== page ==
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Ex-education chief to give paid advice on own policies

Paige, aides form consulting firm

WASHINGTON -- Former education secretary Rod Paige and his former top aides at the Education Department have organized a consulting group to offer paid advice on policies they helped create and later enforced, including the No Child Left Behind Act.

Paige, who resigned as education secretary 10 months ago, has accepted a post as chairman of the Chartwell Education Group, based in New York.

The firm, which has begun soliciting business, is seeking clients ranging from state school chiefs to foreign leaders.

It is not unusual for Washington officials to become consultants after leaving government. But this venture involves almost an entire leadership team from President Bush's first term.

''We're pretty confident that we're heading into a place where there's a void," said John Danielson, Paige's former chief of staff and the new firm's chief executive officer. ''You have smaller consultancies on specific issues, but you don't have a comprehensive firm in education like this one."

In an interview, Danielson confirmed details about the company. At least three other former Education Department managers have signed up. They are:

William Hansen, the deputy to Paige when he was secretary. Hansen, known for expertise in higher education, held several positions at the department, including transition team director for Bush and Vice President Dick Cheney after their election.

Susan Sclafani, who, like Paige, came to Washington from the Houston Independent School District. She was Paige's chief federal adviser on vocational and adult education.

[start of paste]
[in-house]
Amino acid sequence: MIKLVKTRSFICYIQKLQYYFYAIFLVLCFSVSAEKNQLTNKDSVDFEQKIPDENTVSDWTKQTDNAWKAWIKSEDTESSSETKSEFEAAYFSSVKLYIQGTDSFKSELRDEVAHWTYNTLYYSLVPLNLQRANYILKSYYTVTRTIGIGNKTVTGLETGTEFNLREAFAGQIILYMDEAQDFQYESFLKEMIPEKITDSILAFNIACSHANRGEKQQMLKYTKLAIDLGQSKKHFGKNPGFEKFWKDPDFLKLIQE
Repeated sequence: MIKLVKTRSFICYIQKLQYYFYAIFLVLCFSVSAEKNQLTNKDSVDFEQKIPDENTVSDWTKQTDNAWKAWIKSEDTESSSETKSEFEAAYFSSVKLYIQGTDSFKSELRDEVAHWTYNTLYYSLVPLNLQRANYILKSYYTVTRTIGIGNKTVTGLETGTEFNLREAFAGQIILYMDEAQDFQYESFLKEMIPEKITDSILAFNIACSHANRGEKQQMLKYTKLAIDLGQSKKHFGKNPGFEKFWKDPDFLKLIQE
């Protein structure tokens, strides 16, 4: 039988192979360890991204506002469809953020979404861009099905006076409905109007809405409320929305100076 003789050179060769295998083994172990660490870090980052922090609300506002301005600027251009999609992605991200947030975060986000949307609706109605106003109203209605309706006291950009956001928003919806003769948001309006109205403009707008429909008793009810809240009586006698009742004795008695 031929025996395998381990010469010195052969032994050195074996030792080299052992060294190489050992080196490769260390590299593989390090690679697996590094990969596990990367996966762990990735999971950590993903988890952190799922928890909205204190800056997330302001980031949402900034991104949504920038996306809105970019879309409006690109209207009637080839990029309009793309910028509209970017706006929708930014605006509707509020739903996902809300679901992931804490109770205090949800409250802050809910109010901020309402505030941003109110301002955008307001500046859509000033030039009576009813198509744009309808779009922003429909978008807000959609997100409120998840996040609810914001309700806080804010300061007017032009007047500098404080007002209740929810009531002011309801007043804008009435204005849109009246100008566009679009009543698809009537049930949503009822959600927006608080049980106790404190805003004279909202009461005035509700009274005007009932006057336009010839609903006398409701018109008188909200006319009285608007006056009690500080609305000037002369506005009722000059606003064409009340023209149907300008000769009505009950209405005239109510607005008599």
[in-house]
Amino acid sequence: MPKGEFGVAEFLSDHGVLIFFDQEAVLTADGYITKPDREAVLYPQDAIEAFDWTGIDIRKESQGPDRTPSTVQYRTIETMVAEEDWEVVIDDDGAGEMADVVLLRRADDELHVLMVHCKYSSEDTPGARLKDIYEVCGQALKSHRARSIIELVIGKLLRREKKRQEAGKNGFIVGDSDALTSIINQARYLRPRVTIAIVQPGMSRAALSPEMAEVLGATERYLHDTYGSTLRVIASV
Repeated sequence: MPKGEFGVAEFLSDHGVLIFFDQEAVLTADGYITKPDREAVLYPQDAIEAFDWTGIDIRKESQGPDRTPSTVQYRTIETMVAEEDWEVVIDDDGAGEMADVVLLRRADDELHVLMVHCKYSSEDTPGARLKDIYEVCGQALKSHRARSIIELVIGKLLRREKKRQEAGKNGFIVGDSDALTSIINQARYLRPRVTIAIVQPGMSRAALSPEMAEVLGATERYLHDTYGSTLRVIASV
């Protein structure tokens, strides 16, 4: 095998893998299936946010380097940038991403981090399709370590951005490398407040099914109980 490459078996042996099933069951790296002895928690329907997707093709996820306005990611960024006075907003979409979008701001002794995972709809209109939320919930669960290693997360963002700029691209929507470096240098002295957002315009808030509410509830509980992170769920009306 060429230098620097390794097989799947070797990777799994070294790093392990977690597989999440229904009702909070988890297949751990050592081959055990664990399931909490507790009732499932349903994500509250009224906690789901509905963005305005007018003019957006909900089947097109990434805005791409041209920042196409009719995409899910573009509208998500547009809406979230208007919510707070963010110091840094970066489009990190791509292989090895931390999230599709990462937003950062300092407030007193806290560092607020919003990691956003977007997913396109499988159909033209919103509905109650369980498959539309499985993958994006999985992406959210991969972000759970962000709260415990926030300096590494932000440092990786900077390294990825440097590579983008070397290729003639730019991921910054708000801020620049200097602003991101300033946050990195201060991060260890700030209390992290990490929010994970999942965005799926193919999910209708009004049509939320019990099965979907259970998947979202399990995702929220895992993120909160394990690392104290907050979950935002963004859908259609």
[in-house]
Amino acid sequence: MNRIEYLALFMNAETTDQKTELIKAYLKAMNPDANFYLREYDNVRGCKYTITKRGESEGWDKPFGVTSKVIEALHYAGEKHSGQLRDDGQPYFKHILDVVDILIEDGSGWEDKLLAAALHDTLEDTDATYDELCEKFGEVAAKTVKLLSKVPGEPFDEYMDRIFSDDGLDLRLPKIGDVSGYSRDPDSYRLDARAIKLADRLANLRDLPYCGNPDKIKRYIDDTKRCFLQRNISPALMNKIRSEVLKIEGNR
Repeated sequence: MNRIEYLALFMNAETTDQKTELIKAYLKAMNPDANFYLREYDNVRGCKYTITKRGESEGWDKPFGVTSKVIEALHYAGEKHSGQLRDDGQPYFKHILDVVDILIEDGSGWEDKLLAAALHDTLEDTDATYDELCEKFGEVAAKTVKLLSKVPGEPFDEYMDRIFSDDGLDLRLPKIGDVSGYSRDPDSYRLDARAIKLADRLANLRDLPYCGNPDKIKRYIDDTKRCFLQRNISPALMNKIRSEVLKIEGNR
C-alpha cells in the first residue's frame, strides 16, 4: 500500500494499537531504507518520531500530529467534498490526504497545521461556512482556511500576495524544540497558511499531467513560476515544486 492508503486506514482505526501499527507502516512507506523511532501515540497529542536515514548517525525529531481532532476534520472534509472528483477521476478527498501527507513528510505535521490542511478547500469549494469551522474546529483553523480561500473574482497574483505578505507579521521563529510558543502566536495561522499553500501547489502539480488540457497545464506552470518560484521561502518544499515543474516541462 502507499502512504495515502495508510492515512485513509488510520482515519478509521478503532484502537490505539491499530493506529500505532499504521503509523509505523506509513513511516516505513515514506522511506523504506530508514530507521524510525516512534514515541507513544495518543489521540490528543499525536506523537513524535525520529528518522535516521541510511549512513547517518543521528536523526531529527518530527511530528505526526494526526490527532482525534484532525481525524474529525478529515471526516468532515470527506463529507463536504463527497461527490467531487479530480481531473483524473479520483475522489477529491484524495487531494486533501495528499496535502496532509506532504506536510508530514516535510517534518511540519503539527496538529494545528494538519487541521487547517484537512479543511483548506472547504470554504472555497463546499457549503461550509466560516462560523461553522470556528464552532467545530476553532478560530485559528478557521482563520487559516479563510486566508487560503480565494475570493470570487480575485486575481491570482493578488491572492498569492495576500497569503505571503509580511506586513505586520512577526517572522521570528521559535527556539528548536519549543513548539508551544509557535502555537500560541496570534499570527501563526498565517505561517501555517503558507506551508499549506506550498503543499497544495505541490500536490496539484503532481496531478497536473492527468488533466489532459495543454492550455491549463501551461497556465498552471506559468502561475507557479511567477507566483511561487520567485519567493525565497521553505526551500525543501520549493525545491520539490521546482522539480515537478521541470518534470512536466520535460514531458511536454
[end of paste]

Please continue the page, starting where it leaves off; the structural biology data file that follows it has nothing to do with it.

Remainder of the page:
Ron Tomalis, who helped enforce the No Child Left Behind law as an acting assistant education secretary.

Patricia Sullivan, director of the Center on Education Policy, said Paige's team did not have a reputation in office for showing the flexibility that many potential clients may want.

But Sullivan also said ''they provide access, in terms of relationships with the White House, Capitol Hill, and Congress."

Under Bush's prodding, in 2001 Congress passed the No Left Behind Act, the most sweeping federal education law in a generation. It aims to get all children up to par in reading and math by 2014. But states and districts have battled the Education Department over the way the law is enforced.

Danielson said the firm will offer help with the No Child Left Behind plan, but its mission is broader, from early education to graduate school. The company will market itself to foundations, companies, and states, as well as countries seeking to model the American education system.

By law, former senior officers may not engage in business dealings with the education department for at least one year from they date they departed, a restriction that would still apply to Paige and Sclafani. Danielson said the company is not a lobbying firm and will not seek business with the government.

In practice, however, that line between lobbying and consulting is often unclear, said Kent Cooper, cofounder of the Political Money Line website.

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